3) Test it – go into your computer lab and make sure it is working. If too many people are on a document at once, it can sometimes freeze up. So open up the file on multiple computers and hop around from 1 to the other typing. Even with more than 4-5 people on the document, if your computers or Internet are slow this may not work for you. (For me, most days I have no problems. But once in a while I do). Also, decide what browser you want students to use if there are multiple available on the computer. I found last year during a class that Google Docs worked in some browsers but not others and this confused students.
4) Test Copy and Paste Feature – If you want them to copy screen shots and paste them in the Doc, test that too. Different browsers work better with pasting images into Google Docs. I found Google Chrome unsurprisingly to work best.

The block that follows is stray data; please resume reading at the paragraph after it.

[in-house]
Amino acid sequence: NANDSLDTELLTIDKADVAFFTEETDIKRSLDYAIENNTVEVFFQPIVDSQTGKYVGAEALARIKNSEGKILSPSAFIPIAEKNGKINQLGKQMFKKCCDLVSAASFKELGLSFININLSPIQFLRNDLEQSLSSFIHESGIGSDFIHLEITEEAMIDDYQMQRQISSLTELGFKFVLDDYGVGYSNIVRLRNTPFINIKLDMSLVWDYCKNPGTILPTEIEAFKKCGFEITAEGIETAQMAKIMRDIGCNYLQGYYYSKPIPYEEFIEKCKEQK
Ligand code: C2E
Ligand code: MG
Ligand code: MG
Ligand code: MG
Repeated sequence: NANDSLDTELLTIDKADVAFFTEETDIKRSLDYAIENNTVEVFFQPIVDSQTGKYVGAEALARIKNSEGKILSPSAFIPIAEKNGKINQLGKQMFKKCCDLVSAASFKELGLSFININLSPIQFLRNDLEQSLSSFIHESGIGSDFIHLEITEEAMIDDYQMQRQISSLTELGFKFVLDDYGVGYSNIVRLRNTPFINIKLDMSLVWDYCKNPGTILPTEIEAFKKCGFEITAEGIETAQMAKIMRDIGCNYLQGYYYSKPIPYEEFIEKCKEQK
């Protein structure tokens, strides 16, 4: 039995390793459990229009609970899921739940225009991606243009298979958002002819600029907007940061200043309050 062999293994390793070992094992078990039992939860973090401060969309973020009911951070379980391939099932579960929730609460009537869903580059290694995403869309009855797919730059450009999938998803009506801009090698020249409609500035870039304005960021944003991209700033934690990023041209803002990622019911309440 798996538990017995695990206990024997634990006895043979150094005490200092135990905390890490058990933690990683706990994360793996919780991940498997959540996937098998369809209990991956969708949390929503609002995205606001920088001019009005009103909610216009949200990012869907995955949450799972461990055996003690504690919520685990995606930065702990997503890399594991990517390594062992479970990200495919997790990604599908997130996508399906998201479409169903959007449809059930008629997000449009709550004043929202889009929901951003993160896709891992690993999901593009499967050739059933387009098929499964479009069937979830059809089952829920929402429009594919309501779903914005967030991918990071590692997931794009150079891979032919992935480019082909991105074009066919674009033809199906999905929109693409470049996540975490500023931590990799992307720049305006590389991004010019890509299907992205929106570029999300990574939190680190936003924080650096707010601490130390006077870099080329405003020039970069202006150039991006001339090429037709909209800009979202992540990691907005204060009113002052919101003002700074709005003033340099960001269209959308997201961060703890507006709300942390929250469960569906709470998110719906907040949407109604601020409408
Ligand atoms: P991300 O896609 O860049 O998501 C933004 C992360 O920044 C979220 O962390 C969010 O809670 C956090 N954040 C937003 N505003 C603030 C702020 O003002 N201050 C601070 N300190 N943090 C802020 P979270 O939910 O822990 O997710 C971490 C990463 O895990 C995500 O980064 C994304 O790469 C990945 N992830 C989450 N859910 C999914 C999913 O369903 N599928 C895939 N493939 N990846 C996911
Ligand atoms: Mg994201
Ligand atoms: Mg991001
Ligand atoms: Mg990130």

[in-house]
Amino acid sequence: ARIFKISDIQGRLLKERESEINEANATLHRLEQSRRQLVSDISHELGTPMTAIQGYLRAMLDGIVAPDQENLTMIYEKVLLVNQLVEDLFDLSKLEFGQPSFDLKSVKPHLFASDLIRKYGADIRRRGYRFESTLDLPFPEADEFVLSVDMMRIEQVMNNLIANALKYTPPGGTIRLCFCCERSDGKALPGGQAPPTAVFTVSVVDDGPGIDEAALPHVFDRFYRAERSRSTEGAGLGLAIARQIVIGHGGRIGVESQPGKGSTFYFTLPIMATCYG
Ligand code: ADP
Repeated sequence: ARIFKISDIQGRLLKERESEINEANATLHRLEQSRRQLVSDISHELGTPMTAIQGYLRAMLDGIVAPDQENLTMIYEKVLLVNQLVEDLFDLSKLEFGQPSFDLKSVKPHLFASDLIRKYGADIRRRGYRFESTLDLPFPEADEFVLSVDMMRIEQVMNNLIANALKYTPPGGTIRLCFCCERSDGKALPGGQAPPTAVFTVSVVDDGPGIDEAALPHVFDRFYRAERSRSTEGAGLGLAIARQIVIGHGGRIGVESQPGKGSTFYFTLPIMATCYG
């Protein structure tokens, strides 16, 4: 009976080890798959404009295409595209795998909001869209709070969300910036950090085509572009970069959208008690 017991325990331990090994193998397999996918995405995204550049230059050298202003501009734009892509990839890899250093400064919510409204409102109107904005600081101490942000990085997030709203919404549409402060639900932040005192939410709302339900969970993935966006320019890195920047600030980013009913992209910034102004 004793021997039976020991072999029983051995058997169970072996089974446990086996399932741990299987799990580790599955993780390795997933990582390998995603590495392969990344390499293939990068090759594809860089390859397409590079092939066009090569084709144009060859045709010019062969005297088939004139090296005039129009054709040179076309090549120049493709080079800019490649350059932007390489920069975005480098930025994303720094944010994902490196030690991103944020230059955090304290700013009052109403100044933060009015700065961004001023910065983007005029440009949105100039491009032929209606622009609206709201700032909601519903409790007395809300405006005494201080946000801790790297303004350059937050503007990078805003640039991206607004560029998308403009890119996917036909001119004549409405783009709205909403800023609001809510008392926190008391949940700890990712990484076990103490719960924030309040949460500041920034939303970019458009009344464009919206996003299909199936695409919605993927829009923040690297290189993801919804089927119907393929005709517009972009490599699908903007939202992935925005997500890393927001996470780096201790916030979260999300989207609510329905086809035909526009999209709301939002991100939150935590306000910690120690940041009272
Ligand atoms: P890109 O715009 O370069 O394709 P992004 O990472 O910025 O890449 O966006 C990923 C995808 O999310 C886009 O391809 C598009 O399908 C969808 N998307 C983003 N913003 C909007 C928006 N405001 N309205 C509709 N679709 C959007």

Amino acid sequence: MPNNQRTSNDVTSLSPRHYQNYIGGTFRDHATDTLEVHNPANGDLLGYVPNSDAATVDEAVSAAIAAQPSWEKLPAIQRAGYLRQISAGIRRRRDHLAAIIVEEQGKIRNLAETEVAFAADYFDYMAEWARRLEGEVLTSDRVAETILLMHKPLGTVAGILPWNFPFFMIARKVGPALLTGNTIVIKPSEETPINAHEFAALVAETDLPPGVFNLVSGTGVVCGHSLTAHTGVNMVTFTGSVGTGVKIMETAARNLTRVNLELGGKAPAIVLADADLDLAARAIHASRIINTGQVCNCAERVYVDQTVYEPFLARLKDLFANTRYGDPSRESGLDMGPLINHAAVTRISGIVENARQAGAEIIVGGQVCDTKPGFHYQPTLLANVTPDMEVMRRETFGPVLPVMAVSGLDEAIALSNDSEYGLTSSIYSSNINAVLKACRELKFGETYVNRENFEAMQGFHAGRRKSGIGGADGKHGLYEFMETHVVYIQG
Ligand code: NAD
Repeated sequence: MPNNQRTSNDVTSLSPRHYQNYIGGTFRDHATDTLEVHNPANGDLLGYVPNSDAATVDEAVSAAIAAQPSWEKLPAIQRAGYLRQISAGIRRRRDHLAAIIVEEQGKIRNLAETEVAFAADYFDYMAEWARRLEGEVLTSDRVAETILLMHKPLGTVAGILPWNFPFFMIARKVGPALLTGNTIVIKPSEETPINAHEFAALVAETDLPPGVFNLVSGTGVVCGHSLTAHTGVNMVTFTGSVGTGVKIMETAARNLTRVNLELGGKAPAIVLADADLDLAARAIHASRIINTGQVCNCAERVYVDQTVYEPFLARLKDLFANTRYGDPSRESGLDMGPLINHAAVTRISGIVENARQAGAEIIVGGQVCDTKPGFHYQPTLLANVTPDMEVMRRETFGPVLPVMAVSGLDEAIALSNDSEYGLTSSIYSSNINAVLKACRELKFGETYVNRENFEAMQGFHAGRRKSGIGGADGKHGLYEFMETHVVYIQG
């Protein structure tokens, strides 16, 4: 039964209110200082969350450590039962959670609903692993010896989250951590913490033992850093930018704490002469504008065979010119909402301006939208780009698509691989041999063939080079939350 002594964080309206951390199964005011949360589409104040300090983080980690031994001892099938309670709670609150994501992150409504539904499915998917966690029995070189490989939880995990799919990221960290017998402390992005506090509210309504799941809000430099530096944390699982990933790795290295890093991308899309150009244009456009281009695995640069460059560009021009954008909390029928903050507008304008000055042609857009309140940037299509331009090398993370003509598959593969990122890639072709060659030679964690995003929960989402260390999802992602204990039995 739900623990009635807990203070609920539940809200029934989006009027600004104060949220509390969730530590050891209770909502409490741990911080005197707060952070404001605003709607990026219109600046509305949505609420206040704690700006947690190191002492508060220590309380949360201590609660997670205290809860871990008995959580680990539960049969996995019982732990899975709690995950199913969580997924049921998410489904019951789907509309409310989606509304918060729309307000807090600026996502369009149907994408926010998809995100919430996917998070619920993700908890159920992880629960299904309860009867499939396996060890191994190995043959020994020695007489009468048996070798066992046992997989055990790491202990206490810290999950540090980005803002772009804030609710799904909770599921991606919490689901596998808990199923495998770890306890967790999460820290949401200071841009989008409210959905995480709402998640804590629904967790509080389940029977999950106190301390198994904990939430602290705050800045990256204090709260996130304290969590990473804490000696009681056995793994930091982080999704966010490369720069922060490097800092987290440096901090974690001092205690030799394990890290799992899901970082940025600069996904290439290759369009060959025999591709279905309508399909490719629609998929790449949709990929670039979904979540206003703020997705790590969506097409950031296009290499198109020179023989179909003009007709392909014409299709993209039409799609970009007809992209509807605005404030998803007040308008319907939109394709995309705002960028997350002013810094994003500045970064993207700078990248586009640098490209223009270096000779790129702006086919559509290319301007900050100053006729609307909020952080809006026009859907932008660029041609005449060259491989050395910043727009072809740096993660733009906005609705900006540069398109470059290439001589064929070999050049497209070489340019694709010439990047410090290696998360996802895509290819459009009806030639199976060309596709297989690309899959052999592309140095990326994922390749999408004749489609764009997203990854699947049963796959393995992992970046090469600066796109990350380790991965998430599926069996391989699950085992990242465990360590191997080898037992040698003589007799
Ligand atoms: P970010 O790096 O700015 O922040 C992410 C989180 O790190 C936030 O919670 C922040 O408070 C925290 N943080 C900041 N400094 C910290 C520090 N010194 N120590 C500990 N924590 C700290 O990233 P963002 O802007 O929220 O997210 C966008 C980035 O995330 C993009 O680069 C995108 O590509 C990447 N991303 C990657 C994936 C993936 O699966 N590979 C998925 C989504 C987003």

5) Hold students accountable – what is the end result you are looking for with the activity? Technology for the sake of technology is not effective in the classroom. What do you want them to learn, to solve? Also, how are you going to grade them? Is this a participation assignment, and you are going to load their URLs after class for participation points? Truthfully, some students are only motivated by a grade, not the experience and outcomes of learning. So there are some students who won’t participate if they aren’t being held accountable. To try and curb this, I make activities worth participation points that add up over the semester. Or, I will have an activity today that builds up for an activity next class, the combination of which is a participation assignment. I also float around the room, look over shoulders, and ask questions or see if they have questions for me.
6) Expect a few hiccups – with any technology that is inevitable! But power through them! 🙂
7) Stick with it – Sometimes students aren’t as excited as we are to try new things. But once they learn how it is done and why, and you have some experience, things will flow smoothly.
That’s it! If you try this technique, have ideas for improving it, or have done something similar, I’d love to hear your experiences, advice, and thoughts!